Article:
• Consistence or coherent with pre-existing theories of established validity
• • • • David Hume Karl Popper Thomas Kuhn Imre Lakatos
• Scottish Empiricist- All we know is through experience • Hume argued we are not justified in making generalizations from observations because our observation are finite in number • To know something we need to experience it. Obviously we cannot have experience of the future so we cannot know it.
• Hume attacked reasoning from cause to effect • Two colliding billiard balls are not predictable. No logical connection between first ball, causing second ball to roll. We know this only by experience. • We cannot use reason to make predictions (future). Experience cannot tell us about the world (future) either because we experience only the past. • We believe Sun will rise tomorrow based on experience not reason.
• Does Newton’s Three laws of dynamics predict the future of colliding billiard balls? • Newton’s laws cannot predict trajectory of real billiard balls due to unknown boundary conditions, and to first order nature of the Laws. • If Newton’s Laws were exact and boundary conditions known, then past and present are contemporaneous
Thomas Kuhn (1922-1996)
• All research presupposes a world-view,a collection of fundamental objects, natural laws, definitions, and above all a definition of what research is. • Kuhn called a world-view, paradigms • Mature science have established paradigms • Example of mature sciences are chemistry, physics, geology; whereas, economics and psychology are immature sciences.
Model or Paradigm
• Intellectual excision (setting boundary conditions) from the universe or sub-set of universe, entities arbitrary in design but relevant to problem under study • Assembly of entities into a simplified representation of the universe or subset of universe • Determining probability of events with set of variables spanning selected ranges
• Thomas Kuhn popularized the term in his book The Structure of Scientific Revolutions (1996) by using it to describe how science works. According to Kuhn, scientific explanations of the world are controlled by a paradigm, some model of how the world is expected to work and into which actual observations are fitted, even if the fit is not very exact. As inexact fits accumulate, it becomes more apparent that the dominant paradigm is inadequate as a model of reality. When enough contradictions exist, a paradigm revolution occurs and a new paradigm is adopted. • The word paradigm comes from the Greek paradeiknunai and means "to compare." In science and philosophy it has the same basic meaning as in common usage: a model or instance used as a basis or example for further work.
Need for Paradigms
• Research requires paradigms • Paradigms are models of the way the world works • Without paradigms research is a random collection of observations lacking unification of structure into a whole. • Without paradigms, it is not possible to decide which are and which are not important observations
As a field matures, one paradigm becomes the dominant one. Once paradigms is established research progresses quickly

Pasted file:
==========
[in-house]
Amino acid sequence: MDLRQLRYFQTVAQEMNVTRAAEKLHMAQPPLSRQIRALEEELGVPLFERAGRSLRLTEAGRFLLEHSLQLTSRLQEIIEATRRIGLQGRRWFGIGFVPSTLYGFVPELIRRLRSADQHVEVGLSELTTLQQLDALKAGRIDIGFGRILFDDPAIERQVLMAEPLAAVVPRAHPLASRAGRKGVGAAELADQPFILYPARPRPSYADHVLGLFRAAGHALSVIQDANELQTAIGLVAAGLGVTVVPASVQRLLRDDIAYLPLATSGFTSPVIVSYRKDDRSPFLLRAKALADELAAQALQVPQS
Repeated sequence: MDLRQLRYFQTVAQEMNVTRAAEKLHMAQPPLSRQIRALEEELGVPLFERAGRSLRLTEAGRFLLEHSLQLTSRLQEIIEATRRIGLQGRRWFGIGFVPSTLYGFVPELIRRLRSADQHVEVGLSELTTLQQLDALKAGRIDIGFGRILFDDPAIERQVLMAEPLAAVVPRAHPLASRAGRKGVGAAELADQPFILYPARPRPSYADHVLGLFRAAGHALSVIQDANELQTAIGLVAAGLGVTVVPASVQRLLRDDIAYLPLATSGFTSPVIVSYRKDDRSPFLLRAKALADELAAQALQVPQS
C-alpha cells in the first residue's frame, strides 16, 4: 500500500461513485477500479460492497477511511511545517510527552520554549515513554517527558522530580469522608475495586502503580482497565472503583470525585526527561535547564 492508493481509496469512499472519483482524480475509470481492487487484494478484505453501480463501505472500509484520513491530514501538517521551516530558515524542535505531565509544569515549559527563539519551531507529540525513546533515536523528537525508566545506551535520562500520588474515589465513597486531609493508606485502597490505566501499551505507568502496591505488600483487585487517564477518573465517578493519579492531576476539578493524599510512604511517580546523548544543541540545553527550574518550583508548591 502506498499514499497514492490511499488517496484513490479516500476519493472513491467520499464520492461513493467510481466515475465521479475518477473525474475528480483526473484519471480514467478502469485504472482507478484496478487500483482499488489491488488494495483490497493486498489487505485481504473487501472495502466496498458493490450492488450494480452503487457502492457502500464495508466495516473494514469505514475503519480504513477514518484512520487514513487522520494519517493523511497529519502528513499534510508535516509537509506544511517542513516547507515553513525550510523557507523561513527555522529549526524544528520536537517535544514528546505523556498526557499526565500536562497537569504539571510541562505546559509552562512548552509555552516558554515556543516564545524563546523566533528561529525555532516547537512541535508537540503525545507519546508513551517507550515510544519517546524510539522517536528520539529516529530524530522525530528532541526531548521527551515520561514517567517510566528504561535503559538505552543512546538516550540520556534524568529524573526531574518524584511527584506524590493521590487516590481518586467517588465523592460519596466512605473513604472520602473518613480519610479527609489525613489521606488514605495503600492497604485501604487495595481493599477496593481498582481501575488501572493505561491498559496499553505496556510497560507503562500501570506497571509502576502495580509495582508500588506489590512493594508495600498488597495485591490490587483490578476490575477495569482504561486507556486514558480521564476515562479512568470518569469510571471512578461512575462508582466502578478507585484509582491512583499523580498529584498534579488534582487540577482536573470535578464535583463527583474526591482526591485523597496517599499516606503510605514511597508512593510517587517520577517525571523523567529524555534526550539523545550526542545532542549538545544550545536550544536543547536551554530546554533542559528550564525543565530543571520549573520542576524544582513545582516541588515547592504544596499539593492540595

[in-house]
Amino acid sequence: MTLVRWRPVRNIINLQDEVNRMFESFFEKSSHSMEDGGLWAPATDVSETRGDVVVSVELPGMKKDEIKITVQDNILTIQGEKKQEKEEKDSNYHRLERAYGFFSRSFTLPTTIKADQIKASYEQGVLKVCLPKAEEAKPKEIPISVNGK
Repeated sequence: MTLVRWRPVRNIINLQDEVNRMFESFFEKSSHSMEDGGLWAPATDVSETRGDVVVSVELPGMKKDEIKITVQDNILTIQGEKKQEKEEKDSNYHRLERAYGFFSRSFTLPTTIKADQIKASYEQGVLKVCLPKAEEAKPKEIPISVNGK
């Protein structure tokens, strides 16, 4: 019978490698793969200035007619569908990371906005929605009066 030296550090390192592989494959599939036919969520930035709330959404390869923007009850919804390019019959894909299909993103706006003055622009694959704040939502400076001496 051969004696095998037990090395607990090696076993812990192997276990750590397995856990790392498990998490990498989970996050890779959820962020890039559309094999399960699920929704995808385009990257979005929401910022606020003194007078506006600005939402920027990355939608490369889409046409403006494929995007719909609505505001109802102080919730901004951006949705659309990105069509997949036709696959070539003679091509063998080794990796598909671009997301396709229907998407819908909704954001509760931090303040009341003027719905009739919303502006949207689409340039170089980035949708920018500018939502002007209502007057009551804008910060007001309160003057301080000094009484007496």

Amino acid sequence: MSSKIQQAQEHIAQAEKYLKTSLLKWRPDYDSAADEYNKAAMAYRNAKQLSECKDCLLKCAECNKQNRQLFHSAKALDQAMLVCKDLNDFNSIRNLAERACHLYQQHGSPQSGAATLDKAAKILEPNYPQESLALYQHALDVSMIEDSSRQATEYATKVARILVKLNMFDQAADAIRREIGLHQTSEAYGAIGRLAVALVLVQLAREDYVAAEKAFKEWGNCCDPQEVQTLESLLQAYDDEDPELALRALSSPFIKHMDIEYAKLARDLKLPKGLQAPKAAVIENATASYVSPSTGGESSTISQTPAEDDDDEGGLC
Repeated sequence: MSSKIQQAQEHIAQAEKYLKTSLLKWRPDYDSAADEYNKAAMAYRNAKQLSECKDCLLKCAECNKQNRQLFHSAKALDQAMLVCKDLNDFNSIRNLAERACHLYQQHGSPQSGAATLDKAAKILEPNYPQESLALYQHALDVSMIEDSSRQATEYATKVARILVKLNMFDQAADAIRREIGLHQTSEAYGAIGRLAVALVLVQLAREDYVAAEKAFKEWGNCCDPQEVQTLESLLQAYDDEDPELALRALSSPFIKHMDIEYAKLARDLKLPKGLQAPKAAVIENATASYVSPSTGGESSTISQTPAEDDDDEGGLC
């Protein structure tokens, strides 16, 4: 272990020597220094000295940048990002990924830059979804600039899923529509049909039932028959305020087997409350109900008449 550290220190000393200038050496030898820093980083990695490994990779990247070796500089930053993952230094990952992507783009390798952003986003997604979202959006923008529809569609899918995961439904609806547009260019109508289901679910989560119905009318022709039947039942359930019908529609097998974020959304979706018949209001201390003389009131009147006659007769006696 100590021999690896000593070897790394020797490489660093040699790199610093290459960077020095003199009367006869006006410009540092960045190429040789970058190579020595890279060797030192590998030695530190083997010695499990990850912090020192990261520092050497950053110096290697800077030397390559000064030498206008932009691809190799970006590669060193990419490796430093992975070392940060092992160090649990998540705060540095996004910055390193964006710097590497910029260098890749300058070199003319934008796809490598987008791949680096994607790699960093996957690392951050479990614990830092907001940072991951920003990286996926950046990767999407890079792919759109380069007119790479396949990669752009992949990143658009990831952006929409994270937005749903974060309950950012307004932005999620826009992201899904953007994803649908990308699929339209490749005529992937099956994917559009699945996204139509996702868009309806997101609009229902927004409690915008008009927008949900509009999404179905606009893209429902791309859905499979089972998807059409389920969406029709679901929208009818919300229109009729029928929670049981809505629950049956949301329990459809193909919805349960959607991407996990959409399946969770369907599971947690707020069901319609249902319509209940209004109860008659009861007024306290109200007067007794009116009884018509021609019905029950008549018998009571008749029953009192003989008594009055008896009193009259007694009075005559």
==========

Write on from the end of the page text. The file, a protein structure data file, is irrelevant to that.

Paradigm guides direction of Research
It becomes clear with aid of paradigm which research areas are fruitful. These areas are ones not totally explained Paradigms give concepts and laws to build on.
Paradigm shift occurs when old paradigm shown inadequate
What is defined as research is reevaluated Concepts turn upside down Earlier research is reinterpreted
• Real research occurs during a paradigm shift • Once a paradigm dominates, research becomes puzzle solving • Puzzle solving is not research since answers known beforehand
Example of Puzzle Solving
After Newton explained solar system, later scientists using Newton’s theory predicted The presence of the then unknown planets Neptune, Uranus, and Pluto
What New Paradigms Do
• Discovery of new paradigm results in new questions being asked and old questions abandoned • Newton saw gravitation as a property of matter. Earlier theories tried to find a mechanical explanation as whirlpools in space or angels.
Paradigms are Incommensurable
• Paradigms have different world view. It is difficult to compare them • Consequently, science defines truth relative to a paradigm and not absolutely. Truth is a story
• Science is a conformist society which present only the currently accepted theory Consequently science defines reality relative to the accepted paradigm • Students are educated into the accepted paradigm and to ignore alternative paradigms • The society of science determines what scientists observe
old paradigm unexplained observations
inco mm en s u
competing new paradigms
Mopping up operation
one dominant paradigm
unsolved puzzles ignored unexplained observations and alternative interpretation ignored until enough accumulates to overturn current paradigm
Sir Karl Popper (1902-1994)
• Falsification is the idea that science advances by unjustified, exaggerated guesses followed by unstinting criticism. • Any "positive support" for theories is both unobtainable and superfluous; all we can and need do is create theories and eliminate error • Scientists never actually use induction. It is impossible to verify propositions by reference to experience
• All observations are selective and theory laden • A demarcation between science and pseudoscience is established by falsification. A theory is scientific only if it is refutable by a conceivable event • Every genuine test of a scientific theory is based on an asymmetry between verification and falsification
Karl Popper • Popper replaces induction with falsification • Science is not distinguished from nonscience on basis of methodology. No unique methodology specific to science • Science consists mostly of problem solving.
Imre Lakatos (1922 - 1974)
• All scientific theories are equally unprovable • Falsification doesn’t work due to rescue hypotheses
• the "basic unit" of scientific development is not the scientific theory, such that science progresses when one theory proves to be more successful than another.
the "basic unit" is actually the research program. Science progresses when one research program becomes more productive and more useful than other and, hence, receives a greater share of social resources through funding and younger scientists looking to join. A research program is characterized by a particular set of "hard core" fundamental ideas and is deemed successful so long as it contents continue to increase.
• In reality scientists do not abandon theories. They invent rescue hypotheses or ignore anomalies or refutations • Popperian crucial experiments and Kuhnian revolutions turn out to be myths. What happens is progressive research replaces degenerating ones. • Progressive scientific programs predict and produce dramatic, unexpected observations and results